Thankfully, Damiano is giving new hope to his son, and potentially, all those diagnosed with type 1 diabetes now and in the future. This hope comes in the form of an iPhone-based artificial pancreas or "bionic pancreas. Damiano is racing to get the new device, designed to help people better manage their blood sugar, approved by the Food and Drug Administration before his son heads off to college in three years.
"Most artificial pancreas projects consist of a continuous glucose monitor (CGM) and a multi-hormone pump controlled by a software program to mimic the logic/intelligence of a pancreas," noted iMedicalApps. "For this [Damiano's] project, they used a Dexcom G4 CGM and two separate Tandem t:slim pumps for secreting glucagon and insulin-based hormones which respectively raise and lower blood sugar levels.
...
For now, Damiano has received approval to launch a new round of testing. Beginning this past June, dozens of new adult and adolescent volunteers signed up to use his system for 11 days.


Banting Foundation Analytics | Transform Treatment

bantingfoundation.com [cached]

The Bionic Pancreas is the creation of Ed Damiano, Associate Professor of Biomedical Engineering at Boston University. Dr. Damiano is the father of a teenage son with Juvenile Diabetes. Dr. Damiano has a distinctive, if not bolder, vision than other researchers. In fact, to distinguish his device he has branded it the Bionic Pancreas.

...
Damiano's software currently runs on an iPhone for clinical trials but Ed has plans to develop a separate piece of hardware that will contain the Bionic Pancreas software.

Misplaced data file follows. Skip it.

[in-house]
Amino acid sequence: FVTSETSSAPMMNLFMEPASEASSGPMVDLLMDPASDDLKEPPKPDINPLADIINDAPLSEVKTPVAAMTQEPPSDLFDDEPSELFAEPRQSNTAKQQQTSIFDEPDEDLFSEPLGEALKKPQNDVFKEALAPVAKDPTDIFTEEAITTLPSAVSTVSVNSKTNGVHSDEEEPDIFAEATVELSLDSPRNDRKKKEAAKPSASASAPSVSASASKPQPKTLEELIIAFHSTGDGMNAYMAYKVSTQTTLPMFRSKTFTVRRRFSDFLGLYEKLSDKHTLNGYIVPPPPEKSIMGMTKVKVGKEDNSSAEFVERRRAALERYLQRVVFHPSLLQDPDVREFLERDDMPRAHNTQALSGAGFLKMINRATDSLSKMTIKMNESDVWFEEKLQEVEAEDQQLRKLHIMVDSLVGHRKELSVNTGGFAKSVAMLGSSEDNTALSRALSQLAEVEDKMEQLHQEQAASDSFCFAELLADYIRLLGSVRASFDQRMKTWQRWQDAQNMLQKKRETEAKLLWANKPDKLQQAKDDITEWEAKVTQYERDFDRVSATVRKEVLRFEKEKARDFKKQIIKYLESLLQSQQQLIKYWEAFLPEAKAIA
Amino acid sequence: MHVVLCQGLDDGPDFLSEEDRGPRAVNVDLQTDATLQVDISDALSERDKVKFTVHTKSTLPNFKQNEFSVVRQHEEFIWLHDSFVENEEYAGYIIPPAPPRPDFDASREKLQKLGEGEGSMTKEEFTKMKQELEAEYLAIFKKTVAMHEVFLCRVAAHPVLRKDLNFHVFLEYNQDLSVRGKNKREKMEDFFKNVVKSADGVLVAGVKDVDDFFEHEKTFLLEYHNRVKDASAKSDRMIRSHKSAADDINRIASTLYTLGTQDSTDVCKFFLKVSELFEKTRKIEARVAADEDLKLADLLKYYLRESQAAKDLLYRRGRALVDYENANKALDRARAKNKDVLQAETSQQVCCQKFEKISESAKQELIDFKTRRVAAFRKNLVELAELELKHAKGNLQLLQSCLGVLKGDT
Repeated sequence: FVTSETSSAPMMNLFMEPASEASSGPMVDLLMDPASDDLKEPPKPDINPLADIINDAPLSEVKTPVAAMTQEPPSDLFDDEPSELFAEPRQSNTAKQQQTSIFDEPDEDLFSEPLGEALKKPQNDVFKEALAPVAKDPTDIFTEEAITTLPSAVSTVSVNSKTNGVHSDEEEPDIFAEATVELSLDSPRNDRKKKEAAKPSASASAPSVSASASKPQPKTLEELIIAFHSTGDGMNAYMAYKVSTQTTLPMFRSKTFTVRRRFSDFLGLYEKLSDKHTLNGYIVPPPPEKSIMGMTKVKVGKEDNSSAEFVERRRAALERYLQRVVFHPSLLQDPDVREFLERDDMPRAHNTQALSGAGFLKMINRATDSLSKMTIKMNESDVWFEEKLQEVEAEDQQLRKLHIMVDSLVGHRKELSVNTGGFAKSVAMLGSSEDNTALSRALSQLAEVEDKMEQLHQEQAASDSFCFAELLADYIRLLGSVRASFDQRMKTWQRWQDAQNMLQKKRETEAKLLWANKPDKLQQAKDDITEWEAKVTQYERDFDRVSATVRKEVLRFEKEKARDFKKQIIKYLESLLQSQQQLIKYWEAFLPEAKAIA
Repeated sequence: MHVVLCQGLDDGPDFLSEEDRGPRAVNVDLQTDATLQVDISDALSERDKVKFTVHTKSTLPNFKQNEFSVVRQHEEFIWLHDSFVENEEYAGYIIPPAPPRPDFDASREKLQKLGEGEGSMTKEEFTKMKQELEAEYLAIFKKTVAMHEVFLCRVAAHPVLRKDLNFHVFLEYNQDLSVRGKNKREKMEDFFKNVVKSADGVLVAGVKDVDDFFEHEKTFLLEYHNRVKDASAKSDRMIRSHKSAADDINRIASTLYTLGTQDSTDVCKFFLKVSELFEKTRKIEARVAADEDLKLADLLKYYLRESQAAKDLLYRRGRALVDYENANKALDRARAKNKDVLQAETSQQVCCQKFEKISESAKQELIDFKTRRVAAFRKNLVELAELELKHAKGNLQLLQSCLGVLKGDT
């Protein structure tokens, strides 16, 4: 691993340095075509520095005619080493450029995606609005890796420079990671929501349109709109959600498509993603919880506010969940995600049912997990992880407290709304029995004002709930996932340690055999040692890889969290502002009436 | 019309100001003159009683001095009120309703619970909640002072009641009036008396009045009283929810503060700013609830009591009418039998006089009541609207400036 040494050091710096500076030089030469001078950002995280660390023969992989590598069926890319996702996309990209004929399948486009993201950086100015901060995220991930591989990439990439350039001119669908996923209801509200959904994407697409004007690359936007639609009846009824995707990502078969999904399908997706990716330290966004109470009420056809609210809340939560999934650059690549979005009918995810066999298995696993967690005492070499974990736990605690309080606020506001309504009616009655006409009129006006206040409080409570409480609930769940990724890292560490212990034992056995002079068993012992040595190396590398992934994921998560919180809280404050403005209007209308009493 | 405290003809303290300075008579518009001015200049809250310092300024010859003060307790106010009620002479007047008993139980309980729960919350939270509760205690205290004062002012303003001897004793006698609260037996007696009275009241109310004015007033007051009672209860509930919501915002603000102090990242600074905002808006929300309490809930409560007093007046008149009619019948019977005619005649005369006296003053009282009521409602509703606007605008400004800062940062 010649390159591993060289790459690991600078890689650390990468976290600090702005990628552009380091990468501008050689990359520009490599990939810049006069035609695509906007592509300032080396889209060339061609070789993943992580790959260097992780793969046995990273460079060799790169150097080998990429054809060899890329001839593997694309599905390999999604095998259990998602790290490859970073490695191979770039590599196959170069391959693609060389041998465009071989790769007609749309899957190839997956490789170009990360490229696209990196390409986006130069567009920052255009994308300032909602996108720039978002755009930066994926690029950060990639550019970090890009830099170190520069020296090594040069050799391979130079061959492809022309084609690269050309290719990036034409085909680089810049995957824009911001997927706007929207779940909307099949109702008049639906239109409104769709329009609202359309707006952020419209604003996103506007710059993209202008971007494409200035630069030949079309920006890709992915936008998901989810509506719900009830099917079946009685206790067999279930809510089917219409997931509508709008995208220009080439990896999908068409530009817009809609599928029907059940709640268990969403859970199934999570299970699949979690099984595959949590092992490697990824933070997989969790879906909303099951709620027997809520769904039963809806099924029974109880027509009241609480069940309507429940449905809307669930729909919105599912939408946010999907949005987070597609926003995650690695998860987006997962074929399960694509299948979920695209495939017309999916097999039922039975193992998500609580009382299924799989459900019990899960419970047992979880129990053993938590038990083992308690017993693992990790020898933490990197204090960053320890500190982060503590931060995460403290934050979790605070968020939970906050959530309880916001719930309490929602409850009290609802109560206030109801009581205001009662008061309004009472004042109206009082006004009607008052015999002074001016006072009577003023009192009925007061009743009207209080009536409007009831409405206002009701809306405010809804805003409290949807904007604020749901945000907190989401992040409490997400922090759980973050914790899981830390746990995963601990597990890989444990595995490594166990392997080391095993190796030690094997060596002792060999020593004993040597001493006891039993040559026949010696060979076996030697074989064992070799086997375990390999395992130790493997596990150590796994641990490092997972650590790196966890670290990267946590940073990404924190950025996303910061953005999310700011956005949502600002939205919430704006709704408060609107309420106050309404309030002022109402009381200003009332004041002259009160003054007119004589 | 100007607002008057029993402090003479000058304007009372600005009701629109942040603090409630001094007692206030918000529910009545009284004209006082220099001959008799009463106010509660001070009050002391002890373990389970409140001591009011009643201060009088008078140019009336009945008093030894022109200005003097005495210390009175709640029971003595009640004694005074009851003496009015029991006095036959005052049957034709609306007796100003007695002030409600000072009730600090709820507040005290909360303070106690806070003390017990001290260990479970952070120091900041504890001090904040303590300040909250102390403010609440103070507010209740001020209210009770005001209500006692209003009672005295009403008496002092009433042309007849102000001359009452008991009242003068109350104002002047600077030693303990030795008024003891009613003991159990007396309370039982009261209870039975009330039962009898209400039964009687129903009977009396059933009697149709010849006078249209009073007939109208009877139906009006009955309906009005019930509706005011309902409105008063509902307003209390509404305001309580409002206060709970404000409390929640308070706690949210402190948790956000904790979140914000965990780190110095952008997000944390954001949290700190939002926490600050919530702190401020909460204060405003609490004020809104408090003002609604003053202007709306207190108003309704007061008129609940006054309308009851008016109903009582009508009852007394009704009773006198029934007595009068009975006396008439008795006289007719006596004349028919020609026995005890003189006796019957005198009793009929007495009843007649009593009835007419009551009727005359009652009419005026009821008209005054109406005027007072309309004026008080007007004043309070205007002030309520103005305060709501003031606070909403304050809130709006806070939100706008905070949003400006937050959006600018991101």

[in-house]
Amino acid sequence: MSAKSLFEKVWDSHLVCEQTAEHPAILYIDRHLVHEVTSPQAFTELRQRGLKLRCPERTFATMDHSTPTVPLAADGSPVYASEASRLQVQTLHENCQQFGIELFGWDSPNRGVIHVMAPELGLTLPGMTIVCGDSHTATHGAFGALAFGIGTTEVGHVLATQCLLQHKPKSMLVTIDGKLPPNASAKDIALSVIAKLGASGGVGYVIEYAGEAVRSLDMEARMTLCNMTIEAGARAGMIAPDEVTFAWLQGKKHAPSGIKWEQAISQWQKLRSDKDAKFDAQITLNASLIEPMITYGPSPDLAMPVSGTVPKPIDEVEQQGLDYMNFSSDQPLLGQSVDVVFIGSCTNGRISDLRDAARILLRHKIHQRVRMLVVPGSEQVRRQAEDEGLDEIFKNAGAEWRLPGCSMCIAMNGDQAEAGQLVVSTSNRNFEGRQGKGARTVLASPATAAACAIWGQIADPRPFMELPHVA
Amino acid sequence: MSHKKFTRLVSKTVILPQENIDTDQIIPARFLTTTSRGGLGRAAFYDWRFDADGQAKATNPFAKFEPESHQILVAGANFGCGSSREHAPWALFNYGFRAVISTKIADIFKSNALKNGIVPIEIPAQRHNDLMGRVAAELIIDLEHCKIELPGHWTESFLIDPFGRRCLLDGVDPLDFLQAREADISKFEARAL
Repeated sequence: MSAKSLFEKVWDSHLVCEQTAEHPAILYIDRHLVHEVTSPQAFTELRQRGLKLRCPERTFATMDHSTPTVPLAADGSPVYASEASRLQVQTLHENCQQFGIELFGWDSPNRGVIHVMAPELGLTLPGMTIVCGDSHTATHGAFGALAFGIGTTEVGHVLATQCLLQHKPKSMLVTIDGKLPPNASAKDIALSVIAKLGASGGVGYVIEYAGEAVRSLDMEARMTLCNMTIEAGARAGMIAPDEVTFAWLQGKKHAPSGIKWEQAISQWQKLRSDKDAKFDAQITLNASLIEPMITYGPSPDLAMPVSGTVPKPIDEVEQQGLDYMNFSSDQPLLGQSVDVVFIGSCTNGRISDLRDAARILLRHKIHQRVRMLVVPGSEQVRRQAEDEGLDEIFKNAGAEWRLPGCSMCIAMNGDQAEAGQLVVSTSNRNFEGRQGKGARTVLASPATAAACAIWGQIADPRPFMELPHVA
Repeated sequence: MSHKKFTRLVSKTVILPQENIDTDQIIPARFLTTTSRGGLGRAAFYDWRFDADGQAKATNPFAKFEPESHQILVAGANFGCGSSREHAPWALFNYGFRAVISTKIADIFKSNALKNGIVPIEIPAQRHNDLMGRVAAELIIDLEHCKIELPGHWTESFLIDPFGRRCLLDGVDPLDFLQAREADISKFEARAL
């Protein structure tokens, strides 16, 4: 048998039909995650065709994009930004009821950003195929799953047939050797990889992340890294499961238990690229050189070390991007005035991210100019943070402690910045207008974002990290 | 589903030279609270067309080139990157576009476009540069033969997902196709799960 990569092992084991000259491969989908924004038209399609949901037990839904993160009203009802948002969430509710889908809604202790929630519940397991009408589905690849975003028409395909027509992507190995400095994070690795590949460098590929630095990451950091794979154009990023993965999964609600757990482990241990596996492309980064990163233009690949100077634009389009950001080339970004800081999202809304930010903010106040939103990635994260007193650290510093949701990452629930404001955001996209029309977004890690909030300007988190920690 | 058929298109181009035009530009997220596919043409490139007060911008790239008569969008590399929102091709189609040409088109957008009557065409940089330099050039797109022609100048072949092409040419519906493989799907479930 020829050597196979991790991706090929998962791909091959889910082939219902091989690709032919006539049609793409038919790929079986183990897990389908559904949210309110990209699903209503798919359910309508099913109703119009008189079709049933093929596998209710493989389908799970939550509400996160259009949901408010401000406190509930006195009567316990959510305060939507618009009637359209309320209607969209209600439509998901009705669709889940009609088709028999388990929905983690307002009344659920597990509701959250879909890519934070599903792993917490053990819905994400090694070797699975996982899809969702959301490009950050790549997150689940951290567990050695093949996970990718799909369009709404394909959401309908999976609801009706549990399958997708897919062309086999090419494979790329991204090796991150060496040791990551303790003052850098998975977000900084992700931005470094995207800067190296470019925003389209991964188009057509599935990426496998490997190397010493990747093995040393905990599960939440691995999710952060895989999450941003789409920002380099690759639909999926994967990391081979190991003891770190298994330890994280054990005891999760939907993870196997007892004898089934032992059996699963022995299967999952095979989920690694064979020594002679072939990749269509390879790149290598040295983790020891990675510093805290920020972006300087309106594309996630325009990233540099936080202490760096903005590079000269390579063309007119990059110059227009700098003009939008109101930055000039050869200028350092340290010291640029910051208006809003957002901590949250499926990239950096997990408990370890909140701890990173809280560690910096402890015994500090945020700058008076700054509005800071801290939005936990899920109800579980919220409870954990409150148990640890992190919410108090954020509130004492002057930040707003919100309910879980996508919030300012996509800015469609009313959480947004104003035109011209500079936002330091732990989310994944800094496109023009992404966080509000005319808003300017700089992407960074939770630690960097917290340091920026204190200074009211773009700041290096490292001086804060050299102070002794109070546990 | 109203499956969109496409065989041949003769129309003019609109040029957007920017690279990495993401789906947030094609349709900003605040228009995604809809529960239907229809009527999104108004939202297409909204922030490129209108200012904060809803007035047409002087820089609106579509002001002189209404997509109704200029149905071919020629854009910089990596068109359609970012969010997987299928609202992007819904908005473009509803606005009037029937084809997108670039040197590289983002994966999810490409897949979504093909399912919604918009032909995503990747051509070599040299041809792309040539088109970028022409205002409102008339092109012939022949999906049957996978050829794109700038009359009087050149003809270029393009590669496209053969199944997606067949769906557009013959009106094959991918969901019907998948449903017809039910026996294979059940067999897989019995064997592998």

...
In many respects this is a direct result of Dr. Damiano's dual hormone design. Because the system has an imbedded "rescue" through glucagon, the administration of insulin therapy can be more aggressive.
Development Progress
Dr. Damiano received FDA approval for a series of more extensive clinical trials using a fully mobile and wireless Bionic Pancreas system during 2013. The first of these trials began in February and continued for approximately six months. The patients stayed overnight in a Beacon Hill hotel but were be free to pursue normal day-to-day activities during the daytime. Each patient's trial will last for approximately two weeks. During the summer Dr. Damiano ran further clinical trials at a diabetes summer camp, sponsored by the Helmsley Trust. During 2014, Dr. Damiano will conduct another summer camp study in the pediatric population and a larger multi-center hospital staff study in the adult population.
...
Ed is working on all of these challenges but each represents a formidable barrier.
Glucagon limitations. No stable, extended-life liquid glucagon exists today. The current liquid glucagon is usable for less than a day unless refrigerated. In order for the Bionic Pancreas to work, Dr. Damiano will need a liquid glucagon formulation lasting for at least one week at room temperature. At least three small companies are working to develop such an extended-life liquid glucagon formulation. These new glucagon formulations will require clinical trials and FDA approval prior to their incorporation into Dr. Damiano's human clinical trials.


"My goal is to have this ...

www.radianthealthmag.com [cached]

"My goal is to have this device done by the time my kid, who has Type 1 diabetes, goes to college" in about three years, said Ed Damiano, a biomedical engineer at Boston University.